[123 NJL Page 392]

as presented shows both joint and several liability, and upon that showing I conclude that the judgment final, remaining unpaid and unsatisfied, against the defaulting defendants did not bar further prosecution of the cause against the answering defendants. The motion is denied. Circuit Court Judge Jayne, sitting as a Supreme Court Commissioner, learnedly collated the cases and the statutes in Ordinary v. Bastian, 17 N.J. Mis. R. 105; 5 A.2d 463.

Quoere: Is it now too late, the judgment having been entered, for a motion in arrest to be made? It appears to be the general rule that the time for moving in arrest of judgment is after verdict and before judgment. 34 C.J. 42. That rule seems to be followed in Connecticut (Rogers Manufacturing Co. v. Rogers, 38 Conn. 121); Vermont (State v. O'Neil, 29 A. 376), and Indiana (Smith v. Biesaida, 90 N.E. Rep. 1009), and marked, it seems, the practice at common law. Blackstone in Book III, chapter XXIV, of his Commentaries, discussing the procedure on civil judgment and its incidents, mentions the adding of the postea to the roll, preliminary to the entry of judgment, and says: "Judgment may, however, for certain purposes be suspended, or finally arrested; for it cannot be entered till the next term after trial had, and that upon notice to the other party. So that * * * if, notwithstanding the issue of fact be regularly decided, it appears that the complaint was either not actionable in itself, or not made with sufficient precision and accuracy, the party may supersede it by arresting or staying the judgment;" that if the court be of the opinion that the judgment should be arrested, "the judgment shall be arrested, and never entered for the plaintiff;" and that if the judgment be not arrested within the first four days of the next term after the trial, "is is then to be entered on the roll or record;" after the trial, "it is then to be entered on the roll or record;" and in Book IV the same writer, speaking on the criminal side, of the incidents following the verdict of guilt, says that "whenever he [the defendant] appears in person, upon either a capital or inferior conviction, he may at this period, as well as at his arraignment, offer any exceptions to the indictment, in arrest or stay of judgment * * *. If all these resources fail, the court must pronounce that judgment which the law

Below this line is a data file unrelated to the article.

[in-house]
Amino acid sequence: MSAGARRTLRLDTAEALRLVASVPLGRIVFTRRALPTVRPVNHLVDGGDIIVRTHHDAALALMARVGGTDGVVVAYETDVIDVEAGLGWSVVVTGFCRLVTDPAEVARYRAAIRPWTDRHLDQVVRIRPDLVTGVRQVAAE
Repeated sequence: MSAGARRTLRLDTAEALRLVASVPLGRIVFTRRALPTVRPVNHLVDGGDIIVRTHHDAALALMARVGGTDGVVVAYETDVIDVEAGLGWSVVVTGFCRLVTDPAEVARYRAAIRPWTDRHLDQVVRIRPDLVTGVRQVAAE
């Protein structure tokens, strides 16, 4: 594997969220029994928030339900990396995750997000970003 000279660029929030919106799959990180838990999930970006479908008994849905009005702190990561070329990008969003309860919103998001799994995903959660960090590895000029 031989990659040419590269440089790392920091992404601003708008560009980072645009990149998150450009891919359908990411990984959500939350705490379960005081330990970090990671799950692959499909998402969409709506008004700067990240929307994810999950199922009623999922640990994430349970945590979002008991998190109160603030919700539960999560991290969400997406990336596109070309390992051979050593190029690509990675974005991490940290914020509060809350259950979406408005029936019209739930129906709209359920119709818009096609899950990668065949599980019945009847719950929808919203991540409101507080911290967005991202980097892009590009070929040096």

[123 NJL Page 393]

hath annexed to the crime * * *." Likewise, Tidd's Practice (at p. *904) states that the motion in arrest is to be made "within the time limited by the rule for judgment in the King's Bench" (viz., before the time for the entry of judgment). That, namely, the making of the motion to arrest on the coming in of the postea and before entry of judgment, was the practice followed in Farwell v. Smith, 16 N.J.L. 133, opinion by Chief Justice Hornblower. Our Supreme Court, in Hubbard v. Montross Shingle Co., 79 Id. 208, granted a motion to arrest judgment where the judgment seems to have been entered. But the question was neither raised nor decided; nor was it in Paradise v. Great Eastern Stages, Inc. (Court of Errors and Appeals), 114 Id. 365. The effect, if any, of Supreme Court rule 116, permitting judgment to be entered forthwith upon the filing of postea, is to be considered. As the decision in the instant case goes on other grounds I venture to state the question without undertaking to decide it.

Disposition of the defendants' motion having been made, no sound reason is given why the plaintiff should not prevail on its application for an installment execution against the wages of Polites. Evidence taken on an order for discovery discloses the salient facts. Ten per centum of that judgment debtor's wage may be applied to the execution on plaintiff's judgment.

19391027